Yes, believe it or not, there’s a right and a wrong way to do this.
Riding with proper posture is the only way you can properly operate the controls and easily shift your body weight when you’re riding any type of machine.
RIDER POSITION OPTIONS:
There are 4 basic riding positions for snowmobilers and each should be used under different circumstances. These include:
Sitting (Most Stable):
- This is the safest most stable riding position, used most often on flat terrain with few bumps.
- When sitting, riders maintain a lower centre of gravity and have greater stability.
- To be in the sitting position, position yourself on your sled with your bum on the seat and with your feet flat on the running boards. Your toes should be in the foot well at the front of the running boards to help cushion the effects of bumps on the trail and to keep your feet safe from the moving track or any other objects.
- Use this position when carrying passengers and when operating at high speeds.
Standing (Best Visibility):
- This position is best when you're struggling with visibility in the seated position or when you’re traveling up steeper slopes - in which case you should lean your weight forward with your knees bent slightly.
- The standing position has become increasingly more popular for riders of mountain model snowmobiles. These sleds have higher handlebars and a higher seat design which makes them much easier to control from the standing position.
- Use this position when crossing roadways – it will offer the clearest view of oncoming traffic.
- Riders can easily shift their weight quickly in any direction when in standing position.
- Always operate at a lower speed when riding in the standing position and keep your knees bent to help cushion any impact from bumps.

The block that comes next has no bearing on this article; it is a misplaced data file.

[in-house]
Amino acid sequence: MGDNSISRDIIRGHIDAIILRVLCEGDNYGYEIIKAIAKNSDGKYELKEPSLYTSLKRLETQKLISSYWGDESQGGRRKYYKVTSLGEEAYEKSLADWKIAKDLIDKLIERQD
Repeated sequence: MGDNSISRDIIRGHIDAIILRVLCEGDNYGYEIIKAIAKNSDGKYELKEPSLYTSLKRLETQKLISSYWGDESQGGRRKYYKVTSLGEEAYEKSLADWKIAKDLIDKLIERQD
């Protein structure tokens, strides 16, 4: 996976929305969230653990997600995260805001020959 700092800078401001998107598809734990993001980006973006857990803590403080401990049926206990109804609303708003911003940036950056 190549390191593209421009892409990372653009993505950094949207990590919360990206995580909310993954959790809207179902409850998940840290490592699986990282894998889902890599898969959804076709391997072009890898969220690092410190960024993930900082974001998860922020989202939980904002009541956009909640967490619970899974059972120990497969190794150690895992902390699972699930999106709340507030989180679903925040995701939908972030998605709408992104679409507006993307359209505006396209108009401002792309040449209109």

- Don’t use the standing position for regular riding conditions as it doesn't allow for as much control as the sitting position.
- This position is used to provide better visibility or to allow your body to rest.
- Changing periodically from the sitting to kneeling position can help riders avoid fatigue when they’re traveling at lower speeds.
- This is the best position for leaning forward while traveling uphill as it allows for easy weight shifting.
- To ride in the kneeling position put your knees and legs underneath you on the seat and keep both hands firmly on the handlebar grips.
- Always use caution when riding in the kneeling position as it can be more difficult to keep your balance.
Posting (Best for Rugged Terrain):
- This is a semi-sitting position and is best used when traveling over rough or uneven terrain.
- It allows the rider to use their legs to absorb the shock from hitting bumps in the trail.
- This is a good position to use when there is decreased visibility, when climbing a steep hill with rugged terrain, and when bracing for continuous shock absorption.
- To ride in the posting position, keep your feet flat on the running boards, bend your knees, lean forward slightly and keep your hands on the handlebars.
- Use this position when there is decreased visibility and when descending a steep hill or slope as it allows the rider to lean back slightly.
- This is the most difficult position to maintain over longer periods of time and it should be used only for short periods, when required.